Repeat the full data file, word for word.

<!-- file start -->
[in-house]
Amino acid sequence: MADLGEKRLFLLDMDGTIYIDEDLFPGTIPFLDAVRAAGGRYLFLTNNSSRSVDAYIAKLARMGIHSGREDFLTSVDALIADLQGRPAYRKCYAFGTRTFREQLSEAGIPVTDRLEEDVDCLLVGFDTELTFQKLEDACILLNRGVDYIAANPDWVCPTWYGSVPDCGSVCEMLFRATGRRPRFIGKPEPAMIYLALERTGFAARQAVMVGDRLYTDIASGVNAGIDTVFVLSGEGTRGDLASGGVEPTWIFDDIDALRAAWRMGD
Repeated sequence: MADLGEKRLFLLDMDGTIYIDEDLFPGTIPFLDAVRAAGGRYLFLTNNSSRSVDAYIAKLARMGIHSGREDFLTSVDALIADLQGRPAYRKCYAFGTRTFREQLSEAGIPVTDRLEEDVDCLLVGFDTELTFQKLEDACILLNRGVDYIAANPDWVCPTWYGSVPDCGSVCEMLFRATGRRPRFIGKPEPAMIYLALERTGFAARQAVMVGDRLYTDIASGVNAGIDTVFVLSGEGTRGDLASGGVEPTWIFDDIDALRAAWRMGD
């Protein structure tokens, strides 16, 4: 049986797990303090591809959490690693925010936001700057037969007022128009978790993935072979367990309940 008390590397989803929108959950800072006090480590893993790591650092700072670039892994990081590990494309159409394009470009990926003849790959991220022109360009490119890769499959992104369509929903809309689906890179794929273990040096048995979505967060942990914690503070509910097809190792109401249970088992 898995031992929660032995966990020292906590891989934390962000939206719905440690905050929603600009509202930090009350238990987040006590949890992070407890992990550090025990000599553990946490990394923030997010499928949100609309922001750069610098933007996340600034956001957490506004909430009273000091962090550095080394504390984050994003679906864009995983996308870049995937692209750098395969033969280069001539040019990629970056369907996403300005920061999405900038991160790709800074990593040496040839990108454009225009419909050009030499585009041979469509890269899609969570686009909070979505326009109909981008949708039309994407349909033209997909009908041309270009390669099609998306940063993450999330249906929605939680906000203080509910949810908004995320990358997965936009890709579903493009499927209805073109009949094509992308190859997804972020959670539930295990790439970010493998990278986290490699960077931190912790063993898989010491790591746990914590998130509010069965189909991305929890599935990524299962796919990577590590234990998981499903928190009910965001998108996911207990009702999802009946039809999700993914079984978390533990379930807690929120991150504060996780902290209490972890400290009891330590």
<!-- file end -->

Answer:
[in-house]
Amino acid sequence: MADLGEKRLFLLDMDGTIYIDEDLFPGTIPFLDAVRAAGGRYLFLTNNSSRSVDAYIAKLARMGIHSGREDFLTSVDALIADLQGRPAYRKCYAFGTRTFREQLSEAGIPVTDRLEEDVDCLLVGFDTELTFQKLEDACILLNRGVDYIAANPDWVCPTWYGSVPDCGSVCEMLFRATGRRPRFIGKPEPAMIYLALERTGFAARQAVMVGDRLYTDIASGVNAGIDTVFVLSGEGTRGDLASGGVEPTWIFDDIDALRAAWRMGD
Repeated sequence: MADLGEKRLFLLDMDGTIYIDEDLFPGTIPFLDAVRAAGGRYLFLTNNSSRSVDAYIAKLARMGIHSGREDFLTSVDALIADLQGRPAYRKCYAFGTRTFREQLSEAGIPVTDRLEEDVDCLLVGFDTELTFQKLEDACILLNRGVDYIAANPDWVCPTWYGSVPDCGSVCEMLFRATGRRPRFIGKPEPAMIYLALERTGFAARQAVMVGDRLYTDIASGVNAGIDTVFVLSGEGTRGDLASGGVEPTWIFDDIDALRAAWRMGD
């Protein structure tokens, strides 16, 4: 049986797990303090591809959490690693925010936001700057037969007022128009978790993935072979367990309940 008390590397989803929108959950800072006090480590893993790591650092700072670039892994990081590990494309159409394009470009990926003849790959991220022109360009490119890769499959992104369509929903809309689906890179794929273990040096048995979505967060942990914690503070509910097809190792109401249970088992 898995031992929660032995966990020292906590891989934390962000939206719905440690905050929603600009509202930090009350238990987040006590949890992070407890992990550090025990000599553990946490990394923030997010499928949100609309922001750069610098933007996340600034956001957490506004909430009273000091962090550095080394504390984050994003679906864009995983996308870049995937692209750098395969033969280069001539040019990629970056369907996403300005920061999405900038991160790709800074990593040496040839990108454009225009419909050009030499585009041979469509890269899609969570686009909070979505326009109909981008949708039309994407349909033209997909009908041309270009390669099609998306940063993450999330249906929605939680906000203080509910949810908004995320990358997965936009890709579903493009499927209805073109009949094509992308190859997804972020959670539930295990790439970010493998990278986290490699960077931190912790063993898989010491790591746990914590998130509010069965189909991305929890599935990524299962796919990577590590234990998981499903928190009910965001998108996911207990009702999802009946039809999700993914079984978390533990379930807690929120991150504060996780902290209490972890400290009891330590």